Somehow, it never ceases to amaze and even pain me: friends whom I know and trust as folks of sound mind and character fall into seemingly irreconcilable misunderstandings. There have been times I’ve been concerned enough about the rift to have separate conversations with each party. We sit down to chat over lunch or coffee — and I get two opposite stories of what happened. Many of the details are the same, but the interpretations of who started it and who’s at fault are wildly different.
Even when the same behavior is being described, it takes on either a heroic or a villainous aspect depending on who’s telling the story. The storyteller maligns the other person’s character, even if not maliciously. Still, the seed is planted. I can be left wondering, Do I really know this person? Do I know either of them?
Legally, we wouldn’t call it slander. But the apostle James may have other ideas.
We’ve seen in previous posts how for James, the way up is down; the path to exaltation and blessing, as modeled and taught by Jesus, runs through humility. We’ve also seen how James pays particular attention to the damage wrought by words. The flames of conflict in the church were sparked by people’s selfish desires and ambition, and were fanned by the way they spoke to one another.
James continues that line of thought:
Do not speak evil against one another, brothers and sisters. Whoever speaks evil against another or judges another speaks evil against the law and judges the law, but if you judge the law, you are not a doer of the law but a judge. (James 4:11, NRSVUE)
James uses “speak evil against” three times in this one verse; in the Greek, it’s a single word. Considering the rest of what he says in the letter, James certainly views the behavior as evil, worldly, even demonic — but here, he doesn’t actually use the word “evil.” The verb means to “speak against,” and is often translated as “slander.”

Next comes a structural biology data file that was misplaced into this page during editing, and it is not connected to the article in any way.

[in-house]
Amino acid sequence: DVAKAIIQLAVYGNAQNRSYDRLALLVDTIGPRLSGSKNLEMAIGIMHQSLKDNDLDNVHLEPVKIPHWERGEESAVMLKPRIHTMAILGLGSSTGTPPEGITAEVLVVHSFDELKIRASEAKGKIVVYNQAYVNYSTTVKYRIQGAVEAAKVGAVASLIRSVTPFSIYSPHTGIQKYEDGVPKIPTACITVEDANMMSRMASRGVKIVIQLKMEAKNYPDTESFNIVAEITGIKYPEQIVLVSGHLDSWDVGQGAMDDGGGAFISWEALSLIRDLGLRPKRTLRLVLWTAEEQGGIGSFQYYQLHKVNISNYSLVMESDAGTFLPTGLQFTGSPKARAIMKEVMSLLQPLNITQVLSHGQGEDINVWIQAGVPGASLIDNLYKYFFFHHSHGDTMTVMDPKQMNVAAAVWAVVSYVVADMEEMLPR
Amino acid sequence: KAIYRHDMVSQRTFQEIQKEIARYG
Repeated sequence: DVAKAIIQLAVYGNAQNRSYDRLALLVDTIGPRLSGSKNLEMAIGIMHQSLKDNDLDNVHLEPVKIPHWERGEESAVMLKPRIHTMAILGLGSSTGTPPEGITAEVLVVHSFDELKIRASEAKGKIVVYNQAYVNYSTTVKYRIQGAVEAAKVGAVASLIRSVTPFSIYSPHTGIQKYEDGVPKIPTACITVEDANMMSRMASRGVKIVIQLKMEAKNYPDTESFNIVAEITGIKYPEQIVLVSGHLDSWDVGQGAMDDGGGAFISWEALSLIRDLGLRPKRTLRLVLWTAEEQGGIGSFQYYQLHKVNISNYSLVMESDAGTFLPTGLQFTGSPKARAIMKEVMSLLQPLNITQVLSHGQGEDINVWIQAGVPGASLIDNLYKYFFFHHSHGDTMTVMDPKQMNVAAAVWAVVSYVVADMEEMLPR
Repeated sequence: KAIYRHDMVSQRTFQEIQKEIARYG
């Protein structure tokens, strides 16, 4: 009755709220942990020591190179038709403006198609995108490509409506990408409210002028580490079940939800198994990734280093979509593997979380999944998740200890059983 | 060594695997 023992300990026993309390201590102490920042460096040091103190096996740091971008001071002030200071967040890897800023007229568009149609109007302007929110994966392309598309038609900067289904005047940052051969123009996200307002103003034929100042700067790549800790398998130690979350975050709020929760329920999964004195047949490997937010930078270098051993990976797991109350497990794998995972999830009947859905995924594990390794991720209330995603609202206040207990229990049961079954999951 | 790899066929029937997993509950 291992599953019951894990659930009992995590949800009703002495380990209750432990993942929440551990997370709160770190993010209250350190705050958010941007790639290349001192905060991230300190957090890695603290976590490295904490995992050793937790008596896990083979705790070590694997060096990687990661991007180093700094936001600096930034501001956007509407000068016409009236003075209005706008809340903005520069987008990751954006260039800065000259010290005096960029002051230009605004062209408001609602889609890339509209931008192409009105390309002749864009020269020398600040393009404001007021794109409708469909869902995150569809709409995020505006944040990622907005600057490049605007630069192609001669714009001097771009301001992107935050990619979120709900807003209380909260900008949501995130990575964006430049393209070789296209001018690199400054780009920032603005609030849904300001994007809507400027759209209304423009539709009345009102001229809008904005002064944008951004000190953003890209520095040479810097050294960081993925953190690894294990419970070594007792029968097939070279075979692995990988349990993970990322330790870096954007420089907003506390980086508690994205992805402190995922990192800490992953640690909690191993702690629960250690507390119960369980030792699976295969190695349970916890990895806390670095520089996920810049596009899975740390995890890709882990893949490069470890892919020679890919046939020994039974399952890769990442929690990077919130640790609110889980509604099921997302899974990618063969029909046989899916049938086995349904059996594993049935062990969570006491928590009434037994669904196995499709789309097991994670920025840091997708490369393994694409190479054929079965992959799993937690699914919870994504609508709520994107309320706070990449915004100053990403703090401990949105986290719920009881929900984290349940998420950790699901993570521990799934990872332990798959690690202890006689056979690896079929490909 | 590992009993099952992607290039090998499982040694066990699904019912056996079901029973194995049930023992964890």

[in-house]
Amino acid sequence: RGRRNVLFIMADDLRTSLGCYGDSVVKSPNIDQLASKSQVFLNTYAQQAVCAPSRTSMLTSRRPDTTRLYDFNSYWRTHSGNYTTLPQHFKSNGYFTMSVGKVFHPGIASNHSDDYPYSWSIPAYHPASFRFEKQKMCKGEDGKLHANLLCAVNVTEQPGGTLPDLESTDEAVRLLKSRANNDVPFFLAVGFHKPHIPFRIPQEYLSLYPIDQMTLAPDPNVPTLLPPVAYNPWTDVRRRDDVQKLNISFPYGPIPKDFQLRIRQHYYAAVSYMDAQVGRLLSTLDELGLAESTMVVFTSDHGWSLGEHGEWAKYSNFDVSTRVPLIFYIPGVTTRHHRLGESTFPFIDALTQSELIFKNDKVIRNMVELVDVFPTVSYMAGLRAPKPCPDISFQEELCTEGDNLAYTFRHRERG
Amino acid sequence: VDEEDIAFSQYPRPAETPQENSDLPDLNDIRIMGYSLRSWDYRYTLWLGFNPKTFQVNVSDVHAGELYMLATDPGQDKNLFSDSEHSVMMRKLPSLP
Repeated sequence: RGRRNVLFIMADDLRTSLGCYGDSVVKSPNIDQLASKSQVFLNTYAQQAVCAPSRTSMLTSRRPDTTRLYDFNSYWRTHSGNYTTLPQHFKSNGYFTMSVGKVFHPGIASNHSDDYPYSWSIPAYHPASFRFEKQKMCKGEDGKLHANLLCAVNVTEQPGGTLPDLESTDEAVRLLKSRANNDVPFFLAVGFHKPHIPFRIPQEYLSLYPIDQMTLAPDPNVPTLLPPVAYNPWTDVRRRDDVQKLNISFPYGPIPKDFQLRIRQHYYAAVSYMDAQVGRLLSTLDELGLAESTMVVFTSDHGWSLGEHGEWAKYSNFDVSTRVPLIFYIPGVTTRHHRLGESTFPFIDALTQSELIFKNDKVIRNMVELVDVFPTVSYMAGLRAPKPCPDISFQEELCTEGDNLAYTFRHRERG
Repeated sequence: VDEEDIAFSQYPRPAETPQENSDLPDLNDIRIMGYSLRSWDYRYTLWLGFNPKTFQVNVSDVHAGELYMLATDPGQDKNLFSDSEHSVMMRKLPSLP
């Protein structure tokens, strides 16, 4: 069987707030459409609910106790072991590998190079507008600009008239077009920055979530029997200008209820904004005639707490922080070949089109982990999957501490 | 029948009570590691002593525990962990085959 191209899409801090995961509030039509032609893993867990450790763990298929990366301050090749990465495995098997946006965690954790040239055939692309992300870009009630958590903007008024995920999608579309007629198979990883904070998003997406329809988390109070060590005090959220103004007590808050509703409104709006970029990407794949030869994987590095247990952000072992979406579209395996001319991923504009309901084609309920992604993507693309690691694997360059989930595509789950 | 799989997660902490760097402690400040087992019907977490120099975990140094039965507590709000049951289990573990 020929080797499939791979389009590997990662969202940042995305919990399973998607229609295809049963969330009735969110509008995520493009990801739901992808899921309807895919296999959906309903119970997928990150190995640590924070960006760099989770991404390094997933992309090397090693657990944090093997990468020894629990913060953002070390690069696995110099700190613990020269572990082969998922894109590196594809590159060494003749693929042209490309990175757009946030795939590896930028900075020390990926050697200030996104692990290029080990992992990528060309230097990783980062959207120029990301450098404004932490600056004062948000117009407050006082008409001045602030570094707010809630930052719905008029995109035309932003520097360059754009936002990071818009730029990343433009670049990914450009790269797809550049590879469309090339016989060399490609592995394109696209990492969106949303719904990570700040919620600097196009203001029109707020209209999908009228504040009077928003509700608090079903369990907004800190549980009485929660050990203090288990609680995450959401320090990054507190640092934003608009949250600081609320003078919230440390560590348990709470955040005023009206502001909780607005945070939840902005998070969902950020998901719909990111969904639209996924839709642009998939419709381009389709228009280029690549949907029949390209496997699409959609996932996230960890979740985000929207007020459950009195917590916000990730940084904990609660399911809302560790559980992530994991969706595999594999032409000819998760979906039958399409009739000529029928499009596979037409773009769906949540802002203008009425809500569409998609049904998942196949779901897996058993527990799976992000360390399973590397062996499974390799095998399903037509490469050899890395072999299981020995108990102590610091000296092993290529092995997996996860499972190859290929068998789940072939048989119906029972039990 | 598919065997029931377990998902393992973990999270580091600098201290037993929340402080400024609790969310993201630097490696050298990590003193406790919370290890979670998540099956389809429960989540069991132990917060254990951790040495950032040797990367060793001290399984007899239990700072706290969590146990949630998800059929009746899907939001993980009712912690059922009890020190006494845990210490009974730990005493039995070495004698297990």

I think it’s important to note that, because I suspect most of us would want to hold the word “evil” at arm’s length. Oh, sure, I know I speak out of turn sometimes. I even say things I shouldn’t. Who doesn’t? But I certainly don’t think my words are “evil.” That’s a bit strong.
But here’s the question: would we say that we never “speak against” others? That we never say things to put them down or paint them in a bad light?
Let’s go back to the kind of unfortunate misunderstandings I described earlier. We feel hurt by someone else. When we ruminate on the situation, we ascribe negative motivations to the other person. And if we tell the story to someone else, we engage in a bit of character assassination; again, we tell the story in a way that makes us heroic and the other person villainous.
Note that we may do this in good conscience (more or less), automatically assuming that we’ve interpreted the situation correctly (more or less). We do this even if we haven’t actually had an explicit conversation with the other person about how we’ve taken their words and behavior: When you said this, I took it to mean this. Have I misunderstood something?
All of this, of course, is typical self-protective human behavior. But James wants us to understand how, through our words, we can exalt ourselves at someone else’s expense. The people in the church have been slandering their sisters and brothers in Christ. And although James doesn’t say it, I suspect that everyone who was doing so assumed they were in the right.
Quite the contrary, James suggests: those who speak against their fellow Christians are in fact lawbreakers.
Which law did James have in mind? We’ll explore that in the next post.